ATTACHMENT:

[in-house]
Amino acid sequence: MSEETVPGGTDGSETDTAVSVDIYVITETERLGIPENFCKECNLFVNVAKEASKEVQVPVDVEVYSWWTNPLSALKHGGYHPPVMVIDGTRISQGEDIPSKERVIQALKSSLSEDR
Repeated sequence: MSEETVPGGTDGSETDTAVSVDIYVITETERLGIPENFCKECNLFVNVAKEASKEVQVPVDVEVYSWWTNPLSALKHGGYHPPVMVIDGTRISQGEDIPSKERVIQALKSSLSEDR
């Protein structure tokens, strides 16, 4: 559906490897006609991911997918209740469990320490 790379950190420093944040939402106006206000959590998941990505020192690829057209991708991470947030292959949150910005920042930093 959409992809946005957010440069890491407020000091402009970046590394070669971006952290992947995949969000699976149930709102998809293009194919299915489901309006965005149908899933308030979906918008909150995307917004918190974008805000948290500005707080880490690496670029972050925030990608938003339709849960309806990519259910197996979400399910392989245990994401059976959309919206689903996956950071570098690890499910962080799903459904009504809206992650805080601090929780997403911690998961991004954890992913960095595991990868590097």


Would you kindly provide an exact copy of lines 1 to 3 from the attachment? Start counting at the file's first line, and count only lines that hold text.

[in-house]
Amino acid sequence: MSEETVPGGTDGSETDTAVSVDIYVITETERLGIPENFCKECNLFVNVAKEASKEVQVPVDVEVYSWWTNPLSALKHGGYHPPVMVIDGTRISQGEDIPSKERVIQALKSSLSEDR
Repeated sequence: MSEETVPGGTDGSETDTAVSVDIYVITETERLGIPENFCKECNLFVNVAKEASKEVQVPVDVEVYSWWTNPLSALKHGGYHPPVMVIDGTRISQGEDIPSKERVIQALKSSLSEDR